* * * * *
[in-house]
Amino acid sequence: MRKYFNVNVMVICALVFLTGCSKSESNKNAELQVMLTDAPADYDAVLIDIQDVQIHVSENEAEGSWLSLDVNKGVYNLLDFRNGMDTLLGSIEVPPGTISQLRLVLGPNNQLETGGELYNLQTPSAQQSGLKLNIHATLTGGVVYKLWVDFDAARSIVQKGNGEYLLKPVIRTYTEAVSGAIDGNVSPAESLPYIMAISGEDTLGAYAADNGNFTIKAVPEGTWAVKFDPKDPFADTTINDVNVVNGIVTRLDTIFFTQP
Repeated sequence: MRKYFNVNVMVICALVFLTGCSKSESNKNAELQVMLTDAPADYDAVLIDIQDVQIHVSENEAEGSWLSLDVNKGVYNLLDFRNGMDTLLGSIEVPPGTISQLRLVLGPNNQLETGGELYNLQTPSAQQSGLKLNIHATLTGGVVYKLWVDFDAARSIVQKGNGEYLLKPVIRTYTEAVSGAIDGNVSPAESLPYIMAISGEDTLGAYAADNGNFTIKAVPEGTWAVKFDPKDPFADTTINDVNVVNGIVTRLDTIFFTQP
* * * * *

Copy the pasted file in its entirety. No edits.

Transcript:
[in-house]
Amino acid sequence: MRKYFNVNVMVICALVFLTGCSKSESNKNAELQVMLTDAPADYDAVLIDIQDVQIHVSENEAEGSWLSLDVNKGVYNLLDFRNGMDTLLGSIEVPPGTISQLRLVLGPNNQLETGGELYNLQTPSAQQSGLKLNIHATLTGGVVYKLWVDFDAARSIVQKGNGEYLLKPVIRTYTEAVSGAIDGNVSPAESLPYIMAISGEDTLGAYAADNGNFTIKAVPEGTWAVKFDPKDPFADTTINDVNVVNGIVTRLDTIFFTQP
Repeated sequence: MRKYFNVNVMVICALVFLTGCSKSESNKNAELQVMLTDAPADYDAVLIDIQDVQIHVSENEAEGSWLSLDVNKGVYNLLDFRNGMDTLLGSIEVPPGTISQLRLVLGPNNQLETGGELYNLQTPSAQQSGLKLNIHATLTGGVVYKLWVDFDAARSIVQKGNGEYLLKPVIRTYTEAVSGAIDGNVSPAESLPYIMAISGEDTLGAYAADNGNFTIKAVPEGTWAVKFDPKDPFADTTINDVNVVNGIVTRLDTIFFTQP